Geotechnical properties vary in space. Geostatistical parameters such as the mean, the standard deviation and the correlation length are characteristic for each sediment and formation history. The effects of spatial variability on the drained and undrained shear response of soils are investigated using numerical parametric studies where multiple realisations are tested for selected geostatistical parameters. Results show that the mean undrained shear strength decreases as spatial variability and correlation length increase. Spatial variability prompts strain localisation along neighbouring weak zones under both drained and undrained loading. Heterogeneous contractive media show internal homogenisation during drained deviatoric loading, and the drained shear resistance evolves towards the critical state; media with higher variability and longer correlation length require higher strain to attain internal homogenisation. Anisotropy in spatial correlation causes anisotropy in shear strength. An intermediate drainage condition emerges in spatially varying media whereby local drainage may develop during globally undrained shear; local drainage affects the load-deformation response.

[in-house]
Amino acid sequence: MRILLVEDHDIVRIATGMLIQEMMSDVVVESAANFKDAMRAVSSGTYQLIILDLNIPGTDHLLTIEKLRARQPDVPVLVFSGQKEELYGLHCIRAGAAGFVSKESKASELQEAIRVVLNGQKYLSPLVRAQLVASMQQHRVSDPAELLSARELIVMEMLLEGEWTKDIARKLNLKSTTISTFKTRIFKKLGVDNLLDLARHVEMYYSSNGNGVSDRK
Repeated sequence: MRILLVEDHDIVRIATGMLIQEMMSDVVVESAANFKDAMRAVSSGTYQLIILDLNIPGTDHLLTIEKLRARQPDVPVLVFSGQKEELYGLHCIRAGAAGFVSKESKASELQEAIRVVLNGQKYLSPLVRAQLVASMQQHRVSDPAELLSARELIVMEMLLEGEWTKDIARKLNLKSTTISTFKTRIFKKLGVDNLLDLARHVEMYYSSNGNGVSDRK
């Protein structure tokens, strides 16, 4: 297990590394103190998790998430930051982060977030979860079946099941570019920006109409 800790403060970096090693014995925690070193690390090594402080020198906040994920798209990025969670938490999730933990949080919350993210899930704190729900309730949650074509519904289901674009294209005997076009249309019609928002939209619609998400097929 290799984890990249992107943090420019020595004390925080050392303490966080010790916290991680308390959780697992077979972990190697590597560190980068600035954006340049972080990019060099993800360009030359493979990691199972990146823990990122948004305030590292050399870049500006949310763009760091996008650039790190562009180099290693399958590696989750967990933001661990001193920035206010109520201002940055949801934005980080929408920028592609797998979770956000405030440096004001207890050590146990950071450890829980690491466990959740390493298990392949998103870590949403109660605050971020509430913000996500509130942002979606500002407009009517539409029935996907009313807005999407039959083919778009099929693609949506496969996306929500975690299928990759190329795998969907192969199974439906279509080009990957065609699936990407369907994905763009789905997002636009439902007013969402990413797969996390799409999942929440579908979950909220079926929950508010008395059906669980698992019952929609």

- Numerical modelling & analysis
- Pore pressures
- Shear strength
- Statistical analysis
ASJC Scopus subject areas
- Geotechnical Engineering and Engineering Geology
- Earth and Planetary Sciences (miscellaneous)